01 Jun 2021

The complicated politics of a Beijing 2022 boycott

China is slated to host the 2022 Winter Games in Beijing. But a growing chorus of human rights activists is calling for countries to boycott the games over the Chinese government’s human rights abuses, including the persecution of Uyghur Muslims in Xinjiang, which the US State Department has called a “genocide.” A coalition of around 180 human rights advocacy groups has issued a “call to action” urging all countries and athletes to boycott what they’re now calling the “genocide Olympics.” If Beijing is allowed to host an Olympics-spectacle-as-usual, they say, it amounts to acceptance of the Chinese government’s atrocities against the Uyghurs, its anti-democratic crackdown in Hong Kong, and its other human rights abuses. “For us, if a genocide is not the red line to boycott the Olympic Games, then nothing is,” said Zumretay Arkin of the World Uyghur Congress, one of the groups backing the campaign. Some Republican and Democratic politicians in the US, including House Speaker Nancy Pelosi, have also voiced support for some version of a boycott. Pelosi called for a “diplomatic boycott” that would see heads of state refrain from attending while still allowing athletes to compete in the games; Sen. Mitt Romney (R-UT) proposed an economic boycott and a diplomatic one, urging American spectators not to attend in person to reduce the revenue Beijing makes from their tourism. Lawmakers in other countries have made similar calls. So far, the Biden administration has said it is not discussing any joint boycott with allies. That may be because pulling off a real and sustained boycott, particularly as an exercise of US foreign policy, is itself an olympic feat. read the complete article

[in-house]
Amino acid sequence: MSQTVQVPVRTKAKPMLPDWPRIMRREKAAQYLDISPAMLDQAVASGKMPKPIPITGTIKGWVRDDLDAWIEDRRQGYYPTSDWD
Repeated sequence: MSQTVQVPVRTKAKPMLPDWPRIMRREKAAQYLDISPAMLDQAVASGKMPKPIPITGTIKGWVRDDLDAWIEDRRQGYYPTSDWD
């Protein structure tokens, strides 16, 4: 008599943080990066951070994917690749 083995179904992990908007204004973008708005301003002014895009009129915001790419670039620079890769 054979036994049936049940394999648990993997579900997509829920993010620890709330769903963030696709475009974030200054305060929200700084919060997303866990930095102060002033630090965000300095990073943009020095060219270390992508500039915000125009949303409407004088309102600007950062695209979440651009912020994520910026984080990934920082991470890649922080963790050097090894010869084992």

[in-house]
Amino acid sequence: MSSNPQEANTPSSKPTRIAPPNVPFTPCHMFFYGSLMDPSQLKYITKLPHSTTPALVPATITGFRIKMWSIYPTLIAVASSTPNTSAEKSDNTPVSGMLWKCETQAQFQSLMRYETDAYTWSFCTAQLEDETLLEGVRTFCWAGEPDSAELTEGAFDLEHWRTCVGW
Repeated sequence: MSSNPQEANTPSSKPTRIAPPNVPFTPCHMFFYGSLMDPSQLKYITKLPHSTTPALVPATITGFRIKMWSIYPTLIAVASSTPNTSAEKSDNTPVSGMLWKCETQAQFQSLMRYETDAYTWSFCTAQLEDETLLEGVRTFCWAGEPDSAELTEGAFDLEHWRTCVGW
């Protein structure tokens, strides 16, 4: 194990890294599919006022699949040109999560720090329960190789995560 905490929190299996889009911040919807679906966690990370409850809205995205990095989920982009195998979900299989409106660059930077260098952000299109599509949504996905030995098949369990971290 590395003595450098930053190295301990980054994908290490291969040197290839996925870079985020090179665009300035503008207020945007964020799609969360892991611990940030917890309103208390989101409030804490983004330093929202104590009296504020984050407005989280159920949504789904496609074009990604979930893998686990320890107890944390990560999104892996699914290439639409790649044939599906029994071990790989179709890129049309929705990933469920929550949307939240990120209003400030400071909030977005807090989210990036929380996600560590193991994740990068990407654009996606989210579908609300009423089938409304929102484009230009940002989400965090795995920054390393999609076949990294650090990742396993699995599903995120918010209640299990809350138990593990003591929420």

01 Jun 2021

World Uyghur Congress founder's brother handed life sentence in China

The co-founder of a global Uighur movement's brother has been handed life in a Chinese prison. Though the jail term has arisen lately, 48-year-old Hushtar Isa was interned in 2017 in one of China's widely criticised camps, The Times reported on Tuesday. His detainment in 2017 followed an allegation of "inciting terrorism". World Uyghur Congress (WUC) co-founder and Hushtar's sibling, Dolkun Isa, said: "It is very clear that China is trying to push Uighur exiles to silence, because my parents and siblings have never engaged in politics. "Silencing and revenge is their only aim, because they have been unhappy from the beginning with my activism." Dolkun began residing abroad in 1994, launching WUC in Munich 10 years later. China alleges that the organisation led race riots in 2009 in the Uighur home province of Xinjiang. Amid what they claim are counter-terror efforts, the authorities have now held perhaps one million members of the Uighur and other Xinjiang Muslim communities, in a move rebuked by rights organisations. read the complete article


01 Jun 2021

India mosque demolition: officials accused of filing false report on Muslim leaders